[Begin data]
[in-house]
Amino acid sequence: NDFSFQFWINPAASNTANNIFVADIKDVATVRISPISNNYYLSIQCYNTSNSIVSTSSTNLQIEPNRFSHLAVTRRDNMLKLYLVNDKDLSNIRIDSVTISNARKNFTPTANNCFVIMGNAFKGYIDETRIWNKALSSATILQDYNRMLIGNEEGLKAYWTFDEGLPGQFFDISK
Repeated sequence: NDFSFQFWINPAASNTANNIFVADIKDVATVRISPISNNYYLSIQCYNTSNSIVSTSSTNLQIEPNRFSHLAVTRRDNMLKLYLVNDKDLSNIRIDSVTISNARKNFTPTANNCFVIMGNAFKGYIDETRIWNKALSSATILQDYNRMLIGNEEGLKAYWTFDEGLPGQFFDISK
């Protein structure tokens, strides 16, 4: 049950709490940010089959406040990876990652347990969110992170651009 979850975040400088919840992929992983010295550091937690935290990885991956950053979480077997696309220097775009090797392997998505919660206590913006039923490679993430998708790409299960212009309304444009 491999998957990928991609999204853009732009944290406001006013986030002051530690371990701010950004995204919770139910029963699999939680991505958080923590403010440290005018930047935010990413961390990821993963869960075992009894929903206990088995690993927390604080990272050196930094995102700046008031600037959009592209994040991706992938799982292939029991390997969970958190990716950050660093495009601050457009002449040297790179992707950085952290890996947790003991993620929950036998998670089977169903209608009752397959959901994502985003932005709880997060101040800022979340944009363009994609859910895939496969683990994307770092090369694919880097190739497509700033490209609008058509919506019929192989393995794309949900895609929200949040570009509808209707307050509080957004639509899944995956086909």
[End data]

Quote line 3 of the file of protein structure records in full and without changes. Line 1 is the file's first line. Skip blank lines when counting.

Repeated sequence: NDFSFQFWINPAASNTANNIFVADIKDVATVRISPISNNYYLSIQCYNTSNSIVSTSSTNLQIEPNRFSHLAVTRRDNMLKLYLVNDKDLSNIRIDSVTISNARKNFTPTANNCFVIMGNAFKGYIDETRIWNKALSSATILQDYNRMLIGNEEGLKAYWTFDEGLPGQFFDISK